What Warehousing CIOs Can Learn from Agile and Scrum

Subscribe to Mobile Matters!

Recent Posts

What-warehouse-CIOs-Can-Learn-From-Agile-Scrum-Blog.jpg

Posted Oct 11, 2017 7:00:00 AM by Eric Baez & filed under enterprise mobility solutions

If you’re operating your warehouse on legacy systems, you might want to rethink your strategy soon.

Chances are that when your legacy systems were built, things were vastly different in the IT world. Those projects probably involved months of planning up front, many more months of development, a few more months of QA testing and fixes… and all this before any significant implementation (or results).

Recalling that effort, it’s no wonder most retail CIOs are reluctant to replace their inventory systems. Think of all the headaches. Think of the disruptions.

Except software development is much different now than it was back then. Thanks in part to Agile methodologies, those headaches aren’t nearly what they used to be. In fact, with Agile development tools and processes, you can have a rudimentary inventory system up and running in a matter of months.

Suddenly, all those gains promised by modern inventory control systems? They don’t seem quite so far away.

The Core Concepts of Agile Development

The term “agile” first became relevant to the software industry in 2001, when a consortium of software practitioners gathered to create the Manifesto for Agile Software Development. This manifesto represented a philosophical shift in the development process, with key values of:

  • Individuals and interactions over processes and tools
  • Working software over comprehensive documentation
  • Customer collaboration over contract negotiation
  • Responding to change over following a plan

Agile software would be built in a manner that emphasized the bolded text on the left. Most legacy systems, however, were built around the “retired” values on the right.

For CIOs, Agile development meant that software projects could get started quicker, reach the market quicker, and generate results quicker. And that’s going to be incredibly important when you look at replacing your legacy warehouse systems.

Scrum Maximizes the Skills of Your Developers

Scrum is a project management style that puts the Agile development principles on steroids. Designed to deliver on Agile’s promises, Scrum does all that and more.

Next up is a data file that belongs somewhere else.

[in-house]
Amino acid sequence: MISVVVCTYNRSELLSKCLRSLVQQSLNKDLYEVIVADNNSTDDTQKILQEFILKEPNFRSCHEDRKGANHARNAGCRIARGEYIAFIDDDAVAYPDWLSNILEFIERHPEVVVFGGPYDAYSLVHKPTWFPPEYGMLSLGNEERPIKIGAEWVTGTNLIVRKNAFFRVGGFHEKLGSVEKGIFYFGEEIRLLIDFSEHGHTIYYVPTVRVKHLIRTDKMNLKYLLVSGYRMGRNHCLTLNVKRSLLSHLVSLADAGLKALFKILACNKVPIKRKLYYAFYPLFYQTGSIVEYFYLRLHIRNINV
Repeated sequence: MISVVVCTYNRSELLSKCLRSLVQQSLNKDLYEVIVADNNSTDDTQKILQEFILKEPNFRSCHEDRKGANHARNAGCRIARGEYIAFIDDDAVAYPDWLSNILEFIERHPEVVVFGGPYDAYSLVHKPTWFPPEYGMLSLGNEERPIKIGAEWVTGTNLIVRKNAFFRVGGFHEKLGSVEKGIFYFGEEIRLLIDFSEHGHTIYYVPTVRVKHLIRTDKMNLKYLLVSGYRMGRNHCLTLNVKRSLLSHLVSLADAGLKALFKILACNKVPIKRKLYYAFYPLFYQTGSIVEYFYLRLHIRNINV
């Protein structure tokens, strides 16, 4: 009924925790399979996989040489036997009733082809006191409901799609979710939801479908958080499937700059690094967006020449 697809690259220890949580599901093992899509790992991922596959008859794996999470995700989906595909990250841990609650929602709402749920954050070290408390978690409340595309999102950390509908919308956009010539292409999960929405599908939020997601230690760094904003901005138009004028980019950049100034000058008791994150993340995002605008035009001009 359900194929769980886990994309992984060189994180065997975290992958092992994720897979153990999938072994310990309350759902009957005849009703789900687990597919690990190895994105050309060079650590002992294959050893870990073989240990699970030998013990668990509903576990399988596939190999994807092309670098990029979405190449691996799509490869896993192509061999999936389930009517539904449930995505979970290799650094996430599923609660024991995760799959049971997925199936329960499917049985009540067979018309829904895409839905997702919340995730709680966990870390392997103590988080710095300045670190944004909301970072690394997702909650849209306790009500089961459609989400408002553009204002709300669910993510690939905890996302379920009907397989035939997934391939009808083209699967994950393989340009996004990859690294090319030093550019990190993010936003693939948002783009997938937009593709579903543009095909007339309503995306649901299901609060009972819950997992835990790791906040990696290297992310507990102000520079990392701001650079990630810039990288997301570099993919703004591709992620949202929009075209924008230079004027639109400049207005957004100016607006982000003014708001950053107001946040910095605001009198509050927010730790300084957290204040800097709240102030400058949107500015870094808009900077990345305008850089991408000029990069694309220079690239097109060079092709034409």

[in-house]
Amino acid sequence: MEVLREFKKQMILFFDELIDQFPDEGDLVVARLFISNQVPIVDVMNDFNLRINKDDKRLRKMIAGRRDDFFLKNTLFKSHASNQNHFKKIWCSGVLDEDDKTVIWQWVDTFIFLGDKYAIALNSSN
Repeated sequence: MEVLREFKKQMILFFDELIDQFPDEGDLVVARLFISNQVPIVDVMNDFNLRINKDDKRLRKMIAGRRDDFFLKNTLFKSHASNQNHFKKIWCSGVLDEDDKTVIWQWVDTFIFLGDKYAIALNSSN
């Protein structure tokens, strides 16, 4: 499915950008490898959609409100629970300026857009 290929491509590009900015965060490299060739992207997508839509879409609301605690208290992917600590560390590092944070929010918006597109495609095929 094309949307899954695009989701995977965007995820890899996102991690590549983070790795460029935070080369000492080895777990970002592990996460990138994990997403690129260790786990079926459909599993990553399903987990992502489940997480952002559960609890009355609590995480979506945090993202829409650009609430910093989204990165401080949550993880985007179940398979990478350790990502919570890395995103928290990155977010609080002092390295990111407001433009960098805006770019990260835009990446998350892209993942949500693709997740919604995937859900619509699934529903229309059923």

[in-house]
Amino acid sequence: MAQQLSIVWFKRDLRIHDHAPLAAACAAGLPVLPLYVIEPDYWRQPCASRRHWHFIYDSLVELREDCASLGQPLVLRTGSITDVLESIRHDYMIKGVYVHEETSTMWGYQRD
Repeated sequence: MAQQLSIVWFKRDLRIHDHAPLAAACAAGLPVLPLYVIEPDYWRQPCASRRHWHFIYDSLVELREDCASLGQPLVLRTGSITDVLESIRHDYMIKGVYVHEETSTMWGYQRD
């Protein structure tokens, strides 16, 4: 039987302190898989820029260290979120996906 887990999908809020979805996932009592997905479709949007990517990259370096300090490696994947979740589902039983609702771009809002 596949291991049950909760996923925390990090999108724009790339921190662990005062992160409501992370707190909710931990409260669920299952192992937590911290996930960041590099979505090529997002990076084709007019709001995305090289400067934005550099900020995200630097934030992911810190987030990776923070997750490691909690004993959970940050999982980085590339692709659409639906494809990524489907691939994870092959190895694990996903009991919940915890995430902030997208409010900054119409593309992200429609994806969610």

Scrum projects are facilitated, rather than “led,” by a Scrum Master. The job of the Scrum Master is to support the development team, not to manage it. This fundamental change from traditional project management empowers the team and allows skilled professionals to make the decisions they are most qualified to make. Some examples of this are: enabling engineers to determine how they will program a feature, and estimating themselves how many work hours it will take.

Product Owners represent the business side of the company and are just as integral to the team as the engineers. A Product Owner maintains the development team’s list of requested features, called a product backlog. More importantly, the Product Owner works with business stakeholders to prioritize that list every two to four weeks.

These two to four week cycles are called production sprints. What sets Scrum apart from previous development frameworks is that every production sprint is designed to result in a shippable product feature. This means that, at the end of each sprint, you’ll have a new, fully tested, production-ready component of your software.

Flexibility Means a Better Product

What Scrum and Agile provided that traditional software development lacked was true flexibility. With old school project management, your entire scope and task lists were set from the start. You weren’t “done” until you were actually “done.” Often, customers wouldn’t even see the software until that final version came rolling out.

With Scrum, you’re reprioritizing your task list before every production sprint. This accomplishes three things that serve to transform your entire development process:

  1. It allows you to react and respond quickly and easily to new requirements, competitive forces, and strategic initiatives.
  2. It enables you to launch a targeted subset of your software much sooner, so that you can gather real market intelligence and build your product out based on that feedback.
  3. It ensures that no matter what’s gone before, you’re always working on whatever the business deems is most important at that time.

If you’re always working on what’s most important, you’re never working on unnecessary features. Anyone who’s been involved in rolling out a new system under traditional methods knows how much time is typically wasted on features that turn out to be unnecessary or irrelevant.

Replacing Your Inventory Systems the Agile Way

One of the challenges of designing a legacy system is creating the architecture surrounding and supporting it. That goes away with cloud-based systems, where the platform is provided. All you need to do is select (or build) the right tools and develop the right software. And for that, you’re going to need Agile.

Cloud-based systems are uniquely qualified for Agile development. Mobile capabilities and technologies change so fast that clunky, proprietary architectures simply can’t keep up. Stable yet constantly evolving cloud-based platforms are increasingly the foundations of choice for tomorrow’s software.

Whether you choose the cloud or not, however, Agile paves the path to replace your legacy warehouse systems far more readily than most retailers imagine. At DecisionPoint, we’ve used Agile methods along with 25 years of retail solutions experience to create ground-breaking Warehouse Management Systems. For more details on how you can replace your legacy warehouse systems with more accurate, more flexible, and more efficient technologies, contact us today.

W

Want to leave a comment?